PhD in Nursing Science Program

Lee Ann Jarrett

Health-Related Stigma in Advanced Lung Cancer

 

Dissertation under the direction of Professor Sheila Ridner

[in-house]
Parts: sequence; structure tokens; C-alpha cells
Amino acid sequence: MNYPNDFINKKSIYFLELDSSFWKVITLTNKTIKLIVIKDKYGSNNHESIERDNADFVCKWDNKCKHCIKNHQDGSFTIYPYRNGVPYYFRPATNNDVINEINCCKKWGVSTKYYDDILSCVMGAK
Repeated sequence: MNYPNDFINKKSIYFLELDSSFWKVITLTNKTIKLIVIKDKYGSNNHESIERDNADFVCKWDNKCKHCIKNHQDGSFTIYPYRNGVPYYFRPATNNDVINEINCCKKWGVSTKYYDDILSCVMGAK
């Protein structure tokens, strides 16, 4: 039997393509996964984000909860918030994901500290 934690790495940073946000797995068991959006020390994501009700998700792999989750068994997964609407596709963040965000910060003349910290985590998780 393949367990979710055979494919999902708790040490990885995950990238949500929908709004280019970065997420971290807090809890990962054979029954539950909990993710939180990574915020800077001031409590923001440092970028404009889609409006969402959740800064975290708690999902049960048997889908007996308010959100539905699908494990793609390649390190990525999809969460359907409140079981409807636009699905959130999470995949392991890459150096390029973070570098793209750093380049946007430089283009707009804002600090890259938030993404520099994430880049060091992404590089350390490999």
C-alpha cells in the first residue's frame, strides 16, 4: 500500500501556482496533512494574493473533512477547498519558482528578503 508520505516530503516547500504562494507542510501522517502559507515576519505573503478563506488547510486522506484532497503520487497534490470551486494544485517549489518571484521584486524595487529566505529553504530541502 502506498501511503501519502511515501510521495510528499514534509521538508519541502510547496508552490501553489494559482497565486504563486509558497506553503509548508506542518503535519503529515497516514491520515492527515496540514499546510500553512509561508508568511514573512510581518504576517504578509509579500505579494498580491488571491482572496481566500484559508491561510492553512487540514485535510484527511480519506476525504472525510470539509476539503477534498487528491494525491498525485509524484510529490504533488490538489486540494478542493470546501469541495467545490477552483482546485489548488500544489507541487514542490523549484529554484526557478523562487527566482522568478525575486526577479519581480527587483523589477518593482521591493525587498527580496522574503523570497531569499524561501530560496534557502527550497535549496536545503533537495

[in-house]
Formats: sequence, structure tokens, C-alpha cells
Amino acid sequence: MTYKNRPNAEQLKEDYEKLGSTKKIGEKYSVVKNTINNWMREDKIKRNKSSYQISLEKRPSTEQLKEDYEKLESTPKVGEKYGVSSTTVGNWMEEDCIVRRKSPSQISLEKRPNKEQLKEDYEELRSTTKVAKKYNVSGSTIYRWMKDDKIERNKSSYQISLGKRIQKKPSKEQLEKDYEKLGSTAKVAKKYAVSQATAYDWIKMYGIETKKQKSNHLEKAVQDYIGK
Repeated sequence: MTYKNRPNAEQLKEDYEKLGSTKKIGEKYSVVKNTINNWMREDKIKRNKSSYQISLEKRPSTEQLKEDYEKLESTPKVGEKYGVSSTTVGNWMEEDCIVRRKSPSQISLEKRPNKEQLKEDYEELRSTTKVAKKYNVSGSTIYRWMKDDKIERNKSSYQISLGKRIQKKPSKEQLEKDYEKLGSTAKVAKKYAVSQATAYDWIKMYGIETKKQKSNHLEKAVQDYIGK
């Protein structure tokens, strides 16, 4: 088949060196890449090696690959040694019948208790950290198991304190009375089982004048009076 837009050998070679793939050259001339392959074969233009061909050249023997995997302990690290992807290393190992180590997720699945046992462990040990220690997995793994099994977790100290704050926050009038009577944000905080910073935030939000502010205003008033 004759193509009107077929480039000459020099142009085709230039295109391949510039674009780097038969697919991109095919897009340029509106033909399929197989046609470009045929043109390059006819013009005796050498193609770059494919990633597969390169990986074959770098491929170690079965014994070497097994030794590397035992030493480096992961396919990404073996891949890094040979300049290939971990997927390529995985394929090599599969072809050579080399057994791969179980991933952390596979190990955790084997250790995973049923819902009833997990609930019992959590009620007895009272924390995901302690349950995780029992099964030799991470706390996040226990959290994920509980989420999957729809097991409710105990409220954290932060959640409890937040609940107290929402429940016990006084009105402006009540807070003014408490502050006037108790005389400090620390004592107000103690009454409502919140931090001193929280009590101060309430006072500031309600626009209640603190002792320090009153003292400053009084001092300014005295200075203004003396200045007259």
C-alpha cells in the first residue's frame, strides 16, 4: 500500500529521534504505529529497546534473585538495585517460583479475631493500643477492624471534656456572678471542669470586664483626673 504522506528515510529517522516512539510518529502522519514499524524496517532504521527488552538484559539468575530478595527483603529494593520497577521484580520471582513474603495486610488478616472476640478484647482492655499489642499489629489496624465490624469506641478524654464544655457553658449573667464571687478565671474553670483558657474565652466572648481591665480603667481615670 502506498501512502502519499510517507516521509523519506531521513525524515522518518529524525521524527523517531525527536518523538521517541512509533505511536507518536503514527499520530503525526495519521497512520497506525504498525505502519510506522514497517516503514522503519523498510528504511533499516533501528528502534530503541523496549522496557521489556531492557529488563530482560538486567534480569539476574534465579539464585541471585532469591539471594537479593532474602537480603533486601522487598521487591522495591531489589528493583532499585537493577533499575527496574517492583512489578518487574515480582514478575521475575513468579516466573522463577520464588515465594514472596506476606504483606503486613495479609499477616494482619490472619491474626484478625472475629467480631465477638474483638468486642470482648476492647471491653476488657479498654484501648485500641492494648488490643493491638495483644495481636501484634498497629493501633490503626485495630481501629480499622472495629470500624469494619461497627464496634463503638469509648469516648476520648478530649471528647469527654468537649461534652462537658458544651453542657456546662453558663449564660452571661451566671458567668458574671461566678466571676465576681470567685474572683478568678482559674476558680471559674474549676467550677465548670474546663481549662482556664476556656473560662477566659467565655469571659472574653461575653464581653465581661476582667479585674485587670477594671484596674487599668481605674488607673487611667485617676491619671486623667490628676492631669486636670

Health related stigma (HRS) is a poorly understood phenomenon in patients with advanced lung cancer. Approximately 30% of patients with lung cancer, regardless of smoking status, report feeling stigmatized due to their diagnosis and this may influence outcomes in these patients. Stigma has been linked to poor outcomes in other populations like HIV/AIDS. This is a cross-sectional descriptive study of patients with advanced lung cancer (N=62) that examines associations between internal and external HRS with physical symptoms, psychological symptoms, social support, and quality of life (QOL). In this study, 66.1% reported a smoking history and 33.9% reported feeling there is a stigma associated with lung cancer. External HRS was significantly correlated with distress, support from a main caregiver, general social support, physical, emotional, spiritual, intellectual and overall QOL. Internal HRS was significantly correlated with general social support, physical, emotional, intellectual, and overall QOL. Physical symptoms, depression, and anxiety were not significantly associated with any social support or QOL. Distress, however, was associated with physical, emotional, spiritual, intellectual and overall QOL. Results indicate that external HRS may be more influential on outcomes in patients with advanced lung cancer than internal HRS. Further research is needed to clarify the role of stigma in patients with lung cancer.